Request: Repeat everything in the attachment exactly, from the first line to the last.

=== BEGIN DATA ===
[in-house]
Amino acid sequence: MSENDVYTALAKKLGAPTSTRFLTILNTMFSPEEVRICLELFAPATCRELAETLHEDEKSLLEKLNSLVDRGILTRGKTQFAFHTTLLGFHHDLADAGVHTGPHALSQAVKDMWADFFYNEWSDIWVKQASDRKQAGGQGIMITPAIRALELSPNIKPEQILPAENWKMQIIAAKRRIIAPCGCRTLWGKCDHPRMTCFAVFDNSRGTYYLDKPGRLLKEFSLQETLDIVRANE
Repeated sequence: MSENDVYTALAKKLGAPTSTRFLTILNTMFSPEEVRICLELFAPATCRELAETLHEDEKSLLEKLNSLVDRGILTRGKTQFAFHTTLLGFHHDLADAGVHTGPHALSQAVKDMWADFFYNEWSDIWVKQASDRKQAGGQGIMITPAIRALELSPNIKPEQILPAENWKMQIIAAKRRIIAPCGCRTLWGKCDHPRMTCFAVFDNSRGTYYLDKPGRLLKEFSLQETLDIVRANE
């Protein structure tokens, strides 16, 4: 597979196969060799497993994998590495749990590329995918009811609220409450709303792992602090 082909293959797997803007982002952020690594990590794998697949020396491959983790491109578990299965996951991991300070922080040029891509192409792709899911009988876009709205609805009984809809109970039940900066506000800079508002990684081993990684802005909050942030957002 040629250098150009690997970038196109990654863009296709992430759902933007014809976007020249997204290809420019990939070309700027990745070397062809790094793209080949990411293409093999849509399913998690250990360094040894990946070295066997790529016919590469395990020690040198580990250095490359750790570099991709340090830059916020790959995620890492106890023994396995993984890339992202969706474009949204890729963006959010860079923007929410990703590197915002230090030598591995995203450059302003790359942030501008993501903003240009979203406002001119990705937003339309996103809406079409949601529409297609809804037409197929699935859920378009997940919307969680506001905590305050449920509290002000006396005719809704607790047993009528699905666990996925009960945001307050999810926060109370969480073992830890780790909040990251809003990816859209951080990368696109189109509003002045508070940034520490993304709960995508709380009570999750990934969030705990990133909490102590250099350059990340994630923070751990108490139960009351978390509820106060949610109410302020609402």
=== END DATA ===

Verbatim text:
[in-house]
Amino acid sequence: MSENDVYTALAKKLGAPTSTRFLTILNTMFSPEEVRICLELFAPATCRELAETLHEDEKSLLEKLNSLVDRGILTRGKTQFAFHTTLLGFHHDLADAGVHTGPHALSQAVKDMWADFFYNEWSDIWVKQASDRKQAGGQGIMITPAIRALELSPNIKPEQILPAENWKMQIIAAKRRIIAPCGCRTLWGKCDHPRMTCFAVFDNSRGTYYLDKPGRLLKEFSLQETLDIVRANE
Repeated sequence: MSENDVYTALAKKLGAPTSTRFLTILNTMFSPEEVRICLELFAPATCRELAETLHEDEKSLLEKLNSLVDRGILTRGKTQFAFHTTLLGFHHDLADAGVHTGPHALSQAVKDMWADFFYNEWSDIWVKQASDRKQAGGQGIMITPAIRALELSPNIKPEQILPAENWKMQIIAAKRRIIAPCGCRTLWGKCDHPRMTCFAVFDNSRGTYYLDKPGRLLKEFSLQETLDIVRANE
């Protein structure tokens, strides 16, 4: 597979196969060799497993994998590495749990590329995918009811609220409450709303792992602090 082909293959797997803007982002952020690594990590794998697949020396491959983790491109578990299965996951991991300070922080040029891509192409792709899911009988876009709205609805009984809809109970039940900066506000800079508002990684081993990684802005909050942030957002 040629250098150009690997970038196109990654863009296709992430759902933007014809976007020249997204290809420019990939070309700027990745070397062809790094793209080949990411293409093999849509399913998690250990360094040894990946070295066997790529016919590469395990020690040198580990250095490359750790570099991709340090830059916020790959995620890492106890023994396995993984890339992202969706474009949204890729963006959010860079923007929410990703590197915002230090030598591995995203450059302003790359942030501008993501903003240009979203406002001119990705937003339309996103809406079409949601529409297609809804037409197929699935859920378009997940919307969680506001905590305050449920509290002000006396005719809704607790047993009528699905666990996925009960945001307050999810926060109370969480073992830890780790909040990251809003990816859209951080990368696109189109509003002045508070940034520490993304709960995508709380009570999750990934969030705990990133909490102590250099350059990340994630923070751990108490139960009351978390509820106060949610109410302020609402």